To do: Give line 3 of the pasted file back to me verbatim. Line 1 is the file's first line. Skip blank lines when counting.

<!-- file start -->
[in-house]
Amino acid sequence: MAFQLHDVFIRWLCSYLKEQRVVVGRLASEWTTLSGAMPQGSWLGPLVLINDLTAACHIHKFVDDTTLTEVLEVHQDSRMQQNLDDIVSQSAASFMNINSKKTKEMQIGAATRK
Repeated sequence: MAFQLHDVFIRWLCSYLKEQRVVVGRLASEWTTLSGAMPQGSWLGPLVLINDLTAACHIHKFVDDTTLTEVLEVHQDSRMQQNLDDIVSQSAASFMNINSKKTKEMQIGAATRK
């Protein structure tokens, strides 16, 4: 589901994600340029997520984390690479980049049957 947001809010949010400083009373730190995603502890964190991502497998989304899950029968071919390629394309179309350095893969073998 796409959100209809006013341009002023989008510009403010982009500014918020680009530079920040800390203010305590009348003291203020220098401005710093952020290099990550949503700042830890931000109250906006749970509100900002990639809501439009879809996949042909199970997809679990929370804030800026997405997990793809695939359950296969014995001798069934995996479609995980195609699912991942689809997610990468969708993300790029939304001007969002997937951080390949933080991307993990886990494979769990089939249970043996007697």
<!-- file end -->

Repeated sequence: MAFQLHDVFIRWLCSYLKEQRVVVGRLASEWTTLSGAMPQGSWLGPLVLINDLTAACHIHKFVDDTTLTEVLEVHQDSRMQQNLDDIVSQSAASFMNINSKKTKEMQIGAATRK